Bill Pitman Wiki, Biography, Age, Family, Net Worth, Fast Facts

Well-known session guitarist Bill Pitman, a member of the group Wrecking Crew, has just passed away at the age of 102. Pitman died on August 11 at his home in La Quinta, California, according to The New York Times. According to his wife, Janet Pitman, he died under hospice care after injuring his spine in a fall.

Pitman was born on February 12, 1920, and grew up in a family of musicians. His father was a bass player on the NBC staff for shows. Bill Pitman first became interested in music when he was five years old, and during high school, he frequently traveled from New Jersey to Manhattan to experience the city’s jazz culture.

He also served in the Army during World War II and later moved to Los Angeles. In the 1950s, Bill Pitman began performing in Los Angeles jazz clubs when he was 31 years old. After landing a regular gig in Peggy Lee’s backing band, he gained notoriety. Pitman spent three years as a frequent performer on The Rusty Draper Show radio show after that.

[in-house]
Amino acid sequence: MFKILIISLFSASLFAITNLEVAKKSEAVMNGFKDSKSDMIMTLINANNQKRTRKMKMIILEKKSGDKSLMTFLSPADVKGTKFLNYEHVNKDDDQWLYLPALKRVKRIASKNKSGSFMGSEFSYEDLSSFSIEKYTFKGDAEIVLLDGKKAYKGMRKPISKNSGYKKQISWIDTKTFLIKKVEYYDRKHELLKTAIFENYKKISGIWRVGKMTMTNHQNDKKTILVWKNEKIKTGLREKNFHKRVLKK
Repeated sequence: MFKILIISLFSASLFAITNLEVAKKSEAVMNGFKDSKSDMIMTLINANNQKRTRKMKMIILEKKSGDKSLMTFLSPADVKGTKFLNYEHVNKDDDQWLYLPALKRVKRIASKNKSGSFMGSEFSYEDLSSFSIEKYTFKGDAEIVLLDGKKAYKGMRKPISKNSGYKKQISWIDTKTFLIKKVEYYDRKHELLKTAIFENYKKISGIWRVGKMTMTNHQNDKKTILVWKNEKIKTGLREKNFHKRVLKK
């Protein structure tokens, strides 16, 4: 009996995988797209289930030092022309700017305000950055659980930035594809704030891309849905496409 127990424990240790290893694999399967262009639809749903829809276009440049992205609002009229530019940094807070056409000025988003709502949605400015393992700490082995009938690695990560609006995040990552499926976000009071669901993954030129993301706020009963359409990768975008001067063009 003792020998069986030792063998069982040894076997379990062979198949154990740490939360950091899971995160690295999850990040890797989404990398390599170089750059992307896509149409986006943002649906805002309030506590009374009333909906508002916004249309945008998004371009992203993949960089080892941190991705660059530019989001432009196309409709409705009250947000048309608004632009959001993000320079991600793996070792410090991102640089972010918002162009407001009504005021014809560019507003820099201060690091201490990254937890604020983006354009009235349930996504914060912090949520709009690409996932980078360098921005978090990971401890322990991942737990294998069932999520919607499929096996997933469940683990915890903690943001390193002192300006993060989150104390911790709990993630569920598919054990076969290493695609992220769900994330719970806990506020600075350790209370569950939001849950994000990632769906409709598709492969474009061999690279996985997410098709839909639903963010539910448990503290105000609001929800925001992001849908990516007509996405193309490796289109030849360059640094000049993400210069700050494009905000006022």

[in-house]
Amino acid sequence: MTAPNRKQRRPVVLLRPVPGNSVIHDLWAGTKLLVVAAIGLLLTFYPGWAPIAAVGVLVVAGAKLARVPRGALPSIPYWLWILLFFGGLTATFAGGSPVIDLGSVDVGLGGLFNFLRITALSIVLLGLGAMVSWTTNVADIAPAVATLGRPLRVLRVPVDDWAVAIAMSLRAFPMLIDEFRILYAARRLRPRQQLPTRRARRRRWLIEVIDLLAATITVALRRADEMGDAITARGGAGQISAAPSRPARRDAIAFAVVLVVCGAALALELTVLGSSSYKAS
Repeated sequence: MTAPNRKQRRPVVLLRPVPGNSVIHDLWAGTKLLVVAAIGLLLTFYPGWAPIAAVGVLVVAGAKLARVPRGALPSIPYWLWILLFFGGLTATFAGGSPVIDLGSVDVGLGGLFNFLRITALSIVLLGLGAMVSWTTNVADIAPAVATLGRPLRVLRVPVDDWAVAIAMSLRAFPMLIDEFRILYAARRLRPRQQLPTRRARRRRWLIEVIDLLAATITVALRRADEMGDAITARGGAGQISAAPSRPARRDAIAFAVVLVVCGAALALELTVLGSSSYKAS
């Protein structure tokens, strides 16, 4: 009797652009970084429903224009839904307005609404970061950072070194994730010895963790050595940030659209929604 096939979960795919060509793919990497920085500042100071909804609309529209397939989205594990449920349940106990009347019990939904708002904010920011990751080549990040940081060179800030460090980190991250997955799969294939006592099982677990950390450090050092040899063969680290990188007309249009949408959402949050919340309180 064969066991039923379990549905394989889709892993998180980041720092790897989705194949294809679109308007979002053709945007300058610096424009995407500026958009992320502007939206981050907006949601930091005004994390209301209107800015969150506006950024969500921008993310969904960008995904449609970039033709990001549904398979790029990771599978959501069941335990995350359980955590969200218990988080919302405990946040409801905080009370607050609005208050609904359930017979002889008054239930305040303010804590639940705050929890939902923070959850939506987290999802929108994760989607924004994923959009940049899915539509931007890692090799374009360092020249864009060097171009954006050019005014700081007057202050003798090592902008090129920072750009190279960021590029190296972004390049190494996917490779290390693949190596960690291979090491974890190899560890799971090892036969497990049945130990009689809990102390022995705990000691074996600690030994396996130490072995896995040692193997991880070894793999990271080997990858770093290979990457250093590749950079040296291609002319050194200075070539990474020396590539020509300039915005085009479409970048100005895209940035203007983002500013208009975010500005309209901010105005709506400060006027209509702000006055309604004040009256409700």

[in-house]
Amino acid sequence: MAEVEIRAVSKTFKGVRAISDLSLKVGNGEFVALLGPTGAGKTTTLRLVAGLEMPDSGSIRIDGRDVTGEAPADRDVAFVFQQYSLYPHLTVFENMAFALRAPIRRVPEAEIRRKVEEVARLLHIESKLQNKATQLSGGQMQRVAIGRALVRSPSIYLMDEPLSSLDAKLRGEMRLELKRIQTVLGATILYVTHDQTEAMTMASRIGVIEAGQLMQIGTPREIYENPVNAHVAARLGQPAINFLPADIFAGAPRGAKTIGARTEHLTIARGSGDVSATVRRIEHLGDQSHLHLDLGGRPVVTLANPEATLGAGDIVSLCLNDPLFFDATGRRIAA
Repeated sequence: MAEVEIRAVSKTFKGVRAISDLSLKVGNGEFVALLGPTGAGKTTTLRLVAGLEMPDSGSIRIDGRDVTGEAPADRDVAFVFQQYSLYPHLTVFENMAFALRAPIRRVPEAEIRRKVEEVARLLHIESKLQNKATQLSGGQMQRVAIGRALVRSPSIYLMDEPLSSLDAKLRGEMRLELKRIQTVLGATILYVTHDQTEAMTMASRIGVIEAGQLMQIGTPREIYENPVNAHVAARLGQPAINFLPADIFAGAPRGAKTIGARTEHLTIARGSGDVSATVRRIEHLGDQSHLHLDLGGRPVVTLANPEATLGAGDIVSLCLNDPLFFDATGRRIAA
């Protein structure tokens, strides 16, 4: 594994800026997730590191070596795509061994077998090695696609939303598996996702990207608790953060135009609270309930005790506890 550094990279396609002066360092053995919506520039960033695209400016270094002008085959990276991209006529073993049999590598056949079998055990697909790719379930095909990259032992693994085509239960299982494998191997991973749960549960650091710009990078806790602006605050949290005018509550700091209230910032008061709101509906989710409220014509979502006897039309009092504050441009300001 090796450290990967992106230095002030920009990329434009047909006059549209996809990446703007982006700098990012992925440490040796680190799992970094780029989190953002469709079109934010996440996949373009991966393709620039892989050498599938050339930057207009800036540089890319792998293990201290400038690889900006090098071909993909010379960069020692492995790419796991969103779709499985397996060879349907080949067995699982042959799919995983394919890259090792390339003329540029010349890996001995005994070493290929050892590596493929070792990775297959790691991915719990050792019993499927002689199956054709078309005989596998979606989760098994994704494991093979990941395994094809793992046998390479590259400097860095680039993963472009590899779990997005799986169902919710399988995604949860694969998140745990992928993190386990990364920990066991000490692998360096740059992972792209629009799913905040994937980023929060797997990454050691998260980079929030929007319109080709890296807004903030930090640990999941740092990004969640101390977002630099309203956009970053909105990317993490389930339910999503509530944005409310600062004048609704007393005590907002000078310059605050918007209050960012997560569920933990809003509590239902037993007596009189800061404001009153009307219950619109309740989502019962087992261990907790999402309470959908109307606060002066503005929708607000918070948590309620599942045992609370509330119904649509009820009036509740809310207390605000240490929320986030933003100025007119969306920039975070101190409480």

Pitman’s well-known compositions include his work on the Beach Boys’ Good Vibrations, the Ronettes’ Be My Baby, Bob Dylan’s Mr. Tambourine Man and Barbra Streisand’s The Way We Were.

Raindrops Keep Fallin’ On My Head by BJ Thomas also performed the ukulele entrance.

Bill Pitman began working as a session artist in 1957.

The 1958 song To Know Him Is To Love Him by Spector was the first hit for the band Wrecking Crew. Pitman quickly became in demand by Capitol Records and other Los Angeles artists after releasing the song.

His session partners at the time included Leon Russell, Carol Kaye, and Glen Campbell. Pitman worked with several well-known musicians, including Frank Sinatra, The Beach Boys, and Bob Dylan.

In addition, he made contributions to several films, including Blue Hawaii, a 1961 Elvis Presley film, as well as M*A*S*H, Fast Times At Ridgemont High, Dirty Dancing, and Goodfellas (1990).

In 2008, Pitman appeared in the documentary The Wrecking Crew, where he discussed his work with the loosely organized band of musicians.

Denny Tedesco, the son of Tommy Tedesco, a fellow Wrecking Crew guitarist, directed the documentary.

Additionally, he provided music for Fast Times at Ridgemont High and Goodfellas, as well as several commercial jingles and movie soundtracks. Throughout the 1970s, the artist also toured with the likes of Vicki Carr and Burt Bacharach. The main band at the MGM Grand Hotel also included Bill Pitman.

The artist retired in 1989 but kept his love of playing music private.

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